The Christy Collection

Incredible Military Stories 

Sgt Alvin York, USA (1941–1947) – Medal of Honor Recipient

Sgt Alvin York, USA (1941–1947) – Medal of Honor Recipient

Sergeant Alvin York was seemingly born to a hardscrabble existence and anonymity in death, but World War One changed that forever. The story of York is one that twists and turns like the Mississippi river as he went through redemption and battled personal demons. At the end of it, all was the story that could have secured fame, finance, and his future - but York turned his back on it all to go back to the simple life and try and make a positive impact on the community in which he lived. York's...

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Thunder Below! by Admiral Eugene B. Fluckey

Thunder Below! by Admiral Eugene B. Fluckey

The USS Barb Revolutionizes Submarine Warfare in World War II By Admiral Eugene B. Fluckey The thunderous roar of exploding depth charges was a familiar and comforting sound to the crew members of the USS Barb, who frequently found themselves somewhere between enemy fire and Davy Jones's locker. Under the leadership of her fearless skipper, Captain Gene Fluckey, the Barb sank the greatest tonnage of any American sub in World War II. At the same time, the Barb did far more than merely sink...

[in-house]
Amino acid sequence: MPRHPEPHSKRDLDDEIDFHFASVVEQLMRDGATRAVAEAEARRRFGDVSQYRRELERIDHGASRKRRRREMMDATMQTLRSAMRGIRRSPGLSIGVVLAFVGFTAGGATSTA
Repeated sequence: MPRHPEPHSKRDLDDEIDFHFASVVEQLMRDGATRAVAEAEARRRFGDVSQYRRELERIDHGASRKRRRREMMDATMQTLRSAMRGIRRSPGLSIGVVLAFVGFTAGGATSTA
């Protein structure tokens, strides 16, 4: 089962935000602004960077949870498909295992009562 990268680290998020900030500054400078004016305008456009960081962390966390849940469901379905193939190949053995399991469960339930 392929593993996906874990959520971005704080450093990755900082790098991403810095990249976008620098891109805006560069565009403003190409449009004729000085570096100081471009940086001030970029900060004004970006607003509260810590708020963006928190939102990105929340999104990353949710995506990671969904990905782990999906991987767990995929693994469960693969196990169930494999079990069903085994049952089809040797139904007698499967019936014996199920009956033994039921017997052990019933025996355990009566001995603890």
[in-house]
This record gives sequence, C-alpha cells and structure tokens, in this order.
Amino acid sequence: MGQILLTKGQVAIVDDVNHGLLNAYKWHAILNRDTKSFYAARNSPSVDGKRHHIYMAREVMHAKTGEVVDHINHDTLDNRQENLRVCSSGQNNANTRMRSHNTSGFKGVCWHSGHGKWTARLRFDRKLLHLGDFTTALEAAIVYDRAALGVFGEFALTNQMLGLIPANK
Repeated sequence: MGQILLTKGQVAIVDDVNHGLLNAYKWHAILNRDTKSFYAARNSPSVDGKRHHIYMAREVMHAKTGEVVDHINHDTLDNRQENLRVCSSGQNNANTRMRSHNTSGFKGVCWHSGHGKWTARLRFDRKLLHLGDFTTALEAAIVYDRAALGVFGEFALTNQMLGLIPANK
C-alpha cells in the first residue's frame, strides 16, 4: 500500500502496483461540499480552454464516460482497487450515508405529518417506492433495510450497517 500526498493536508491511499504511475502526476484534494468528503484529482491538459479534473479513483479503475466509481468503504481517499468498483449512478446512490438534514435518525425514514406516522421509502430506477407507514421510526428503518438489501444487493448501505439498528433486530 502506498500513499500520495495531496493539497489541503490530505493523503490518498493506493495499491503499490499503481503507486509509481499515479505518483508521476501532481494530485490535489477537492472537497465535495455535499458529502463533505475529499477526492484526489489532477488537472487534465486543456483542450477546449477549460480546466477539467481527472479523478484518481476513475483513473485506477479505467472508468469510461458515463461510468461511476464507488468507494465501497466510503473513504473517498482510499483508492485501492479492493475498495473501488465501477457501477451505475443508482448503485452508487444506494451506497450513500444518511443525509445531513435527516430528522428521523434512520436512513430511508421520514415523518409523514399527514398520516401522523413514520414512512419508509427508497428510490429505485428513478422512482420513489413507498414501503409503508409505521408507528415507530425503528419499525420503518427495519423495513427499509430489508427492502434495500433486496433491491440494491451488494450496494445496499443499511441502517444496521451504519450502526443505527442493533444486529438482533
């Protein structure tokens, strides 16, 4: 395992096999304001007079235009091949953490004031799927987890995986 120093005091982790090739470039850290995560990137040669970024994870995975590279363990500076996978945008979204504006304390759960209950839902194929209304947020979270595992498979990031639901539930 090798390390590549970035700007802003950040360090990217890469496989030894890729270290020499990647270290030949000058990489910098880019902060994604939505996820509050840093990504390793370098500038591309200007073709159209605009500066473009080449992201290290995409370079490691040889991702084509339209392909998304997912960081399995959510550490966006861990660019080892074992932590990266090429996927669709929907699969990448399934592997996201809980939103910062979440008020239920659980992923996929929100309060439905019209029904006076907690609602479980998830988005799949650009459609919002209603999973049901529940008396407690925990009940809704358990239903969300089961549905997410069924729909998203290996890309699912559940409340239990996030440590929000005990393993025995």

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MajGen Smedley Butler, U.S. Marine Corps (1898–1931) – Medal of Honor Recipient

MajGen Smedley Butler, U.S. Marine Corps (1898–1931) – Medal of Honor Recipient

Smedley Butler may be the best-known double Medal of Honor recipient and one of the most popular military Generals in U.S. history. Butler served 33 years in the Marine Corps and had a role in the Spanish-American War in Cuba, the Philippine-American War in Manila, the Boxer Rebellion in China, the Banana Wars in the Caribbean, the Mexican Revolution, and World War I. Butler's first Medal of Honor was earned during the Mexican Revolution when the then-major fought block to block in the streets...

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Witness to the Storm by Werner T. Angress

Witness to the Storm by Werner T. Angress

By Werner T. Angress On June 6, 1944, Werner T. Angress parachuted down from a C-47 into German-occupied France with the 82nd Airborne Division. Nine days later, he was captured behind enemy lines and, concealing his identity as a German-born Jew, became a prisoner of war. Eventually, he was freed by US forces, rejoined the fight, crossed Europe as a battlefield interrogator, and participated in a concentration camp's liberation. Although he was an American soldier, less than ten years before,...

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Japanese Tried A Second Raid on Pearl Harbor

Japanese Tried A Second Raid on Pearl Harbor